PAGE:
A man in his 50s with electrical storm after myocardial infarction

Educational case report


    A man in his 50s without a previous history of heart disease was hospitalised with acute myocardial infarction. The course was complicated and required sophisticated treatment.

    The patient was admitted to a local hospital after a week with several episodes of chest pressure accompanied by dyspnoea. On the day of his admission he suffered acute, persistent chest pain. He was deaf, but otherwise in good health and with no known heart disease. On his arrival at the local hospital he was in pain. An ECG was taken which showed sinus rhythm, incomplete right bundle branch block and ST elevation of 2 – 3 mm in leads V1–V3.

    Thrombolysis was administered (tenecteplase) according to protocol, and after an hour the patient was free of pain. However the ECG was unchanged, with persistent ST elevation. Rhythm monitoring showed frequent ventricular extrasystoles and several short runs of ventricular tachycardia. There was also an episode of persistent ventricular tachycardia that required electroconversion. Inadequate reperfusion was suspected, and the patient was therefore transferred by air ambulance to the nearest university hospital for rescue PCI.

    Myocardial infarction with ST elevation in the ECG is almost always due to thrombotic occlusion of an epicardial coronary artery. In cases of myocardial infarction with ST elevation (STEMI), primary treatment is aimed at as rapid reperfusion as possible. This can be achieved by thrombolysis or by primary percutaneous coronary intervention (primary PCI). The time taken to reach the nearest PCI centre determines which treatment is chosen. If primary PCI cannot be performed within 120 minutes, thrombolysis is recommended (1). In the event of extensive ECG changes and a short history of illness, defined as < 2 hours, this time limit is shortened to 90 minutes (1).

    The regression of pain and ECG changes is a sign of successful thrombolysis, and a more than 50 % reduction of the ST elevation in the lead where this was most pronounced implies reperfusion (1). If there are no signs of reperfusion after 45 – 60 minutes, rescue PCI is indicated. Approximately 30 % of those who undergo thrombolysis will need this (2). Rescue PCI was clearly indicated for our patient. The ECG showed persistent ST elevation and the recurrent ventricular arrhythmia strengthened suspicions of ongoing ischaemia.

    On arrival at the university hospital, the patient was taken immediately to the angiography laboratory. A coronary angiogram showed three-vessel disease with stenosis proximally in the anterior descending branch of the left coronary artery (LAD), stenosis in a marginal branch of the circumflex branch and several stenoses in the right coronary artery (Fig. 1). The LAD stenosis was considered to be the culprit lesion, and PCI was performed with implantation of a conventional metal stent – with a favourable angiographic result.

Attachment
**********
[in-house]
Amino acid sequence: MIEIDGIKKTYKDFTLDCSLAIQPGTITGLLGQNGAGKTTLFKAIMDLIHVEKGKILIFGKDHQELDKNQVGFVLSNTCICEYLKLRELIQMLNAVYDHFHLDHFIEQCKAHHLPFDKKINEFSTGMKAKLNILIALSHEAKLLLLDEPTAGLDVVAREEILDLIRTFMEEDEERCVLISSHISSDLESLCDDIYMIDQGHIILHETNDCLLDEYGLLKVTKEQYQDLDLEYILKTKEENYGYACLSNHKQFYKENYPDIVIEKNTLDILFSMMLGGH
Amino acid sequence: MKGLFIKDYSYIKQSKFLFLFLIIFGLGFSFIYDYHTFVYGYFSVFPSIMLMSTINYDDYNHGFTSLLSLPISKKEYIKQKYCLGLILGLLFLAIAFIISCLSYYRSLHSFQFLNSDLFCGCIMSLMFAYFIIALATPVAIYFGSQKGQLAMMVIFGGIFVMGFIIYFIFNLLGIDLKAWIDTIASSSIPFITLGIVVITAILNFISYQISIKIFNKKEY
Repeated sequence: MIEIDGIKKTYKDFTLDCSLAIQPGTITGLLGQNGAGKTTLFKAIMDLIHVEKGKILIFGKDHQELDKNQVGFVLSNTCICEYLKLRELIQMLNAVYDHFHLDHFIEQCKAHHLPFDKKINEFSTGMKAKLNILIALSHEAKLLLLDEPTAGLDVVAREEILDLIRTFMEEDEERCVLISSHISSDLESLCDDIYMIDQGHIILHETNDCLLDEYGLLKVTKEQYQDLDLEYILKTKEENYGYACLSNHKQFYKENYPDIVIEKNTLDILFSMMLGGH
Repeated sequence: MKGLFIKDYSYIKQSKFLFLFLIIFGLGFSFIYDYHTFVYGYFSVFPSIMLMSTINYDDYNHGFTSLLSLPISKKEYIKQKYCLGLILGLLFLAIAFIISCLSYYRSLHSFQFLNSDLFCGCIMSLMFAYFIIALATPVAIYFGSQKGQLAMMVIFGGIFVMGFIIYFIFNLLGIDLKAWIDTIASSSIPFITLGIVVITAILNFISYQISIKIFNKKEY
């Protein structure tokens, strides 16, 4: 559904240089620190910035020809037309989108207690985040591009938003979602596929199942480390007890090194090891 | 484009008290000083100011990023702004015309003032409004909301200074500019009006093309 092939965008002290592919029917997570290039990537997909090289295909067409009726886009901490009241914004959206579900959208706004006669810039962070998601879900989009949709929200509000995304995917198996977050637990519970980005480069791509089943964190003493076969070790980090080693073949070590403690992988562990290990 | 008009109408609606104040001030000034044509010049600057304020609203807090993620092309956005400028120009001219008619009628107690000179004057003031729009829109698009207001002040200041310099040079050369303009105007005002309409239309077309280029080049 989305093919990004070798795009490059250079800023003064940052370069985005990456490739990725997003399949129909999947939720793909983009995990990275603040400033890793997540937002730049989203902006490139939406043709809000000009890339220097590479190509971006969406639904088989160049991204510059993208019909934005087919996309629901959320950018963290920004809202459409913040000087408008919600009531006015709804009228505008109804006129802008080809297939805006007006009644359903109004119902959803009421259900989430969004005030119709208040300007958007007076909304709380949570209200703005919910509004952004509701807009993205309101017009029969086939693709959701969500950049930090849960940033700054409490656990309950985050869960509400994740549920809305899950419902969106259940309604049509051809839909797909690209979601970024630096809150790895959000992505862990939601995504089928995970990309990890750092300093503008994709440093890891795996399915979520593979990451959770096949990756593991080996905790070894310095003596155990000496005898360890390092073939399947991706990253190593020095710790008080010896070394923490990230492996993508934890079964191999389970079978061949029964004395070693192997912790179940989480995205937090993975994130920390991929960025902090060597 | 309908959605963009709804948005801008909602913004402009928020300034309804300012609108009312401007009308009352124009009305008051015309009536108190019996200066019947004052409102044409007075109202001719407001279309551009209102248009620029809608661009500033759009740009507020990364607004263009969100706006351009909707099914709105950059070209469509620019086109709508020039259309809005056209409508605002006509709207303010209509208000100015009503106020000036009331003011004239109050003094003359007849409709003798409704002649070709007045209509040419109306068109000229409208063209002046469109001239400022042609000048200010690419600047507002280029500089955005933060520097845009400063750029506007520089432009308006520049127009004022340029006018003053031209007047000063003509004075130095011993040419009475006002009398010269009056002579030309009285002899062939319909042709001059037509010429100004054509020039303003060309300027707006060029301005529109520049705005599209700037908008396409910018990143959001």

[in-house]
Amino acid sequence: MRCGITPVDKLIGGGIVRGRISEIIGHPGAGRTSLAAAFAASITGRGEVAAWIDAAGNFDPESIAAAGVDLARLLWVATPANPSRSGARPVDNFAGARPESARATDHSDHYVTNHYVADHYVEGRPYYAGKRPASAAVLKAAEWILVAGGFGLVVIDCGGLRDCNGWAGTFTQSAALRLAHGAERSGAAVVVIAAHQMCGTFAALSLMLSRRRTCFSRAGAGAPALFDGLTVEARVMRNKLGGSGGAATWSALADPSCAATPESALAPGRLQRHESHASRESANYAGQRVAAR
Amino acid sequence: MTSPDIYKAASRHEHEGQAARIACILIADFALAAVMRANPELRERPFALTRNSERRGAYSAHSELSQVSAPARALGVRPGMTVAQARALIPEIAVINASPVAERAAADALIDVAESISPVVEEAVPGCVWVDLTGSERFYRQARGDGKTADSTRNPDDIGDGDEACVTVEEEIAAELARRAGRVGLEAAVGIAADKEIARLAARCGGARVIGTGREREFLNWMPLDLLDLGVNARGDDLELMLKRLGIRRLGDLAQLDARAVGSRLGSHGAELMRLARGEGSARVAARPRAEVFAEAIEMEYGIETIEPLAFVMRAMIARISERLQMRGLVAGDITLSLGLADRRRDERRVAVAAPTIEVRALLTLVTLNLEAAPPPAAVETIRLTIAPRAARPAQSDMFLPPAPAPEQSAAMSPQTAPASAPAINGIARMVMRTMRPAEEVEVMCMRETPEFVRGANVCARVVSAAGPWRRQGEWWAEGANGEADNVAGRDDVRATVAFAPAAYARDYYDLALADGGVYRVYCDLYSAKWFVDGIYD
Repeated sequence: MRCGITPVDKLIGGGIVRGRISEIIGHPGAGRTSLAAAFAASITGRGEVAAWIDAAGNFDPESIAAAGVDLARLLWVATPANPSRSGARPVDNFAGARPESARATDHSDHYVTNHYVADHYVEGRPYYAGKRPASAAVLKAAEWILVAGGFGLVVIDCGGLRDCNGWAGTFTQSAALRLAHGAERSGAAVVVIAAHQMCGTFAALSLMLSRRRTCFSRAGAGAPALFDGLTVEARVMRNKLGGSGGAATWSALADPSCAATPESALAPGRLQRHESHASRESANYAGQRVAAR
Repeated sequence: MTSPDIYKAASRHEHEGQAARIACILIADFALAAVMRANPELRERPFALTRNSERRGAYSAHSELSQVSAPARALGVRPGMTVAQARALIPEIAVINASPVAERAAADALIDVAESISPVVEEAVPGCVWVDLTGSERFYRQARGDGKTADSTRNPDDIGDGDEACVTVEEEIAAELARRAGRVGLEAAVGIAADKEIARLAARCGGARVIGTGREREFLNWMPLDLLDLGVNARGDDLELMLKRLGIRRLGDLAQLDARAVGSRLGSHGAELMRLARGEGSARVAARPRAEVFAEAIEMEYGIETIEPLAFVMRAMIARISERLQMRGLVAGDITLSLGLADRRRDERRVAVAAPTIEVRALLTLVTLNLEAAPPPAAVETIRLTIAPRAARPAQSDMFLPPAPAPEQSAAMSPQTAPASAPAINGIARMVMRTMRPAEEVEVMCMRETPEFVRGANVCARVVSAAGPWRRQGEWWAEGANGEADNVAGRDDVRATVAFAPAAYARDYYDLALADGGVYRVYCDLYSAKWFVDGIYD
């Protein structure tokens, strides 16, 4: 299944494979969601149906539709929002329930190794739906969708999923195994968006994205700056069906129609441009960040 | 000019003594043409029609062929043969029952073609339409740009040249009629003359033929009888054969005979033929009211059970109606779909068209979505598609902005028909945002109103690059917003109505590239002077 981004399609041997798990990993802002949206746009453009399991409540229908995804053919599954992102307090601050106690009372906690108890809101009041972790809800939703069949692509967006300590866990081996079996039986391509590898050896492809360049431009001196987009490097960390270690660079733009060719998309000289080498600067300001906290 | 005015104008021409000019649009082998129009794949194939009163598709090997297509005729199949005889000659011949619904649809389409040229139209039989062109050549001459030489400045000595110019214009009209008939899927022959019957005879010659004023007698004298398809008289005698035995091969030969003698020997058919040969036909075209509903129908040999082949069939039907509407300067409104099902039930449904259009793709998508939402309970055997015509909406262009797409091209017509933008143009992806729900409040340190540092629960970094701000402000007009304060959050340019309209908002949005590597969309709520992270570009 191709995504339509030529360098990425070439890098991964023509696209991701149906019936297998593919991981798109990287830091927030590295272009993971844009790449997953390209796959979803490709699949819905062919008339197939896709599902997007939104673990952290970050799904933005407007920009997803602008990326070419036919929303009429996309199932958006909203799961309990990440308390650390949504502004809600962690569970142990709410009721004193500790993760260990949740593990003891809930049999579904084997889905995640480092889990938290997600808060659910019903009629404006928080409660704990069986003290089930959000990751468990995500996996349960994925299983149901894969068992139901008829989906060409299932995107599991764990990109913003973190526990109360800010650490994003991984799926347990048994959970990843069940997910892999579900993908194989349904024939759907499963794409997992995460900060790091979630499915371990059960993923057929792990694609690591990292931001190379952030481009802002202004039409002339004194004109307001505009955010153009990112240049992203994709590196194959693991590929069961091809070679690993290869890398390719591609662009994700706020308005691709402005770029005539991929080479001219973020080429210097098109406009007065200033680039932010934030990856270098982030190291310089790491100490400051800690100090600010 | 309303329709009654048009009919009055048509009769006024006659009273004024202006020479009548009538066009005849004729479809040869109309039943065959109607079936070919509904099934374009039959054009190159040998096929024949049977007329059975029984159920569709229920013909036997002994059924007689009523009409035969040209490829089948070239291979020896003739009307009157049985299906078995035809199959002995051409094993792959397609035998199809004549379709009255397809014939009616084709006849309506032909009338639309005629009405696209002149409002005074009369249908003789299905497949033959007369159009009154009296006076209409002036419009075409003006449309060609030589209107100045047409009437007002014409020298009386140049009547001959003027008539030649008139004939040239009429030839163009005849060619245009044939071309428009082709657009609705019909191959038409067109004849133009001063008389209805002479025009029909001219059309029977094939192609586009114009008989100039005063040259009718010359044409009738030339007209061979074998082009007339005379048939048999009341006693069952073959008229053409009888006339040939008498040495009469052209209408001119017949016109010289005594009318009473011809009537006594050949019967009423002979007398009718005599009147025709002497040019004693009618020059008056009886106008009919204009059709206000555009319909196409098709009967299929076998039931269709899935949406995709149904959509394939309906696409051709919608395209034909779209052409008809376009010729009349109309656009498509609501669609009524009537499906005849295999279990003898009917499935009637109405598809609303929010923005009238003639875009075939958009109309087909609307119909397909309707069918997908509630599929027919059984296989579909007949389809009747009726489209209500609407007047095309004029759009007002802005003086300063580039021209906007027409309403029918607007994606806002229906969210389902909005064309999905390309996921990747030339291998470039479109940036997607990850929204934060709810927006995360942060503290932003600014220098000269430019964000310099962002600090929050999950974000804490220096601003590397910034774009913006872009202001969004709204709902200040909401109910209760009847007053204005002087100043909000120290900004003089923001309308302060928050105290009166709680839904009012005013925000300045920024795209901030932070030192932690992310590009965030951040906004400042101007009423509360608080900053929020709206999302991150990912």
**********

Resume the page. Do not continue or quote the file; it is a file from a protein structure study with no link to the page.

Figure 1  Coronary angiogram showing the left coronary artery. The culprit lesion proximally in the left anterior descending…
    Figure 1 Coronary angiogram showing the left coronary artery. The culprit lesion proximally in the left anterior descending artery, LAD, is marked with an arrow. LD-1 = first diagonal branch

    In addition to stenosis in the LAD, which had probably caused the infarction, the patient had extensive coronary disease. However, it is not recommended that lesions other than the culprit lesion be treated in the acute phase (1). If there is an indication for treating other stenoses, this should be done later. The exception is in the case of cardiogenic shock, where efforts are made to achieve as complete revascularisation as possible already in the acute phase (1).

    An echocardiogram taken immediately on arrival revealed an infarction-damaged left ventricle with an ejection fraction of 30 % (normal value > 50 %). No mechanical complications or valve defects of any significance were found.

    Shortly after PCI was performed there were three episodes of ventricular fibrillation. Defibrillation was performed successfully, and on the establishment of independent rhythm the patient immediately regained consciousness. In Cardiac Observation the same evening he had repeated episodes of polymorphic ventricular tachycardia, and required further electroconversions. In attempts at rhythm stabilisation he was given medication in the form of seloken, amiodarone and magnesium infusion, but these had no effect. A refractory electrical storm had developed. The patient was therefore sedated and placed on a respirator.

    «Electrical storm» is defined as more than three persistent episodes of ventricular tachycardia, ventricular fibrillation or shocks with a defibrillator (ICD) in the course of 24 hours (3). Mortality is high. Effective treatment requires an understanding of the underlying mechanism and therapeutic options.

    Ventricular tachycardia may be monomorphic or polymorphic. With monomorphic ventricular tachycardia, all the QRS complexes are the same. As a rule, monomorphic ventricular tachycardia is associated with an anatomically pathological substrate in the ventricle, usually an area of scarring after an earlier myocardial infarction. Active ischaemia is not usually the underlying cause, and persistent monomorphic tachycardia is unusual in the course of a myocardial infarction (4).